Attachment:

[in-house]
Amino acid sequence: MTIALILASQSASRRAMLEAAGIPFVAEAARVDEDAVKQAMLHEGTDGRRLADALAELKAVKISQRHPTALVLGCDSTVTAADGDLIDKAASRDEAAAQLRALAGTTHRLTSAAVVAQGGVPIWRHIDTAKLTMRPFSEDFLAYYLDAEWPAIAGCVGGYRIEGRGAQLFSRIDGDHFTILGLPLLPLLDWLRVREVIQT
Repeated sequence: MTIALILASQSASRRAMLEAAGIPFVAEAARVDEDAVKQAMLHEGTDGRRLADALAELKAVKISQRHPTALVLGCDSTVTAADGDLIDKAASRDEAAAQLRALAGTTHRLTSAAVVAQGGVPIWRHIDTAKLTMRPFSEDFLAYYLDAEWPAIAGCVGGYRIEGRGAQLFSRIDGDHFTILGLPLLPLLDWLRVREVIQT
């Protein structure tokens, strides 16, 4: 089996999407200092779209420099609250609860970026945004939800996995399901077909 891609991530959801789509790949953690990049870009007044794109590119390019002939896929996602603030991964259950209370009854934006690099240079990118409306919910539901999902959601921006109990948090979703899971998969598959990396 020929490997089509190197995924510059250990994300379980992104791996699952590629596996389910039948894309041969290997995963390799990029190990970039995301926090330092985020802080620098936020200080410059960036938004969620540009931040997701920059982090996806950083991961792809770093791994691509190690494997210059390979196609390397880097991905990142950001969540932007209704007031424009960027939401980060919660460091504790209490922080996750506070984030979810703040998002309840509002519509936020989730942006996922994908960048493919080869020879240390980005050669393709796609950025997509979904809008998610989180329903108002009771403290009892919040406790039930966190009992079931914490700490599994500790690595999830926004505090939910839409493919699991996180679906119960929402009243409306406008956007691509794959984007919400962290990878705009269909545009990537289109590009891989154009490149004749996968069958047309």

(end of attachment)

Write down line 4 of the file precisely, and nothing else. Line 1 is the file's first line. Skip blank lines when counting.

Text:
């Protein structure tokens, strides 16, 4: 089996999407200092779209420099609250609860970026945004939800996995399901077909 891609991530959801789509790949953690990049870009007044794109590119390019002939896929996602603030991964259950209370009854934006690099240079990118409306919910539901999902959601921006109990948090979703899971998969598959990396 020929490997089509190197995924510059250990994300379980992104791996699952590629596996389910039948894309041969290997995963390799990029190990970039995301926090330092985020802080620098936020200080410059960036938004969620540009931040997701920059982090996806950083991961792809770093791994691509190690494997210059390979196609390397880097991905990142950001969540932007209704007031424009960027939401980060919660460091504790209490922080996750506070984030979810703040998002309840509002519509936020989730942006996922994908960048493919080869020879240390980005050669393709796609950025997509979904809008998610989180329903108002009771403290009892919040406790039930966190009992079931914490700490599994500790690595999830926004505090939910839409493919699991996180679906119960929402009243409306406008956007691509794959984007919400962290990878705009269909545009990537289109590009891989154009490149004749996968069958047309």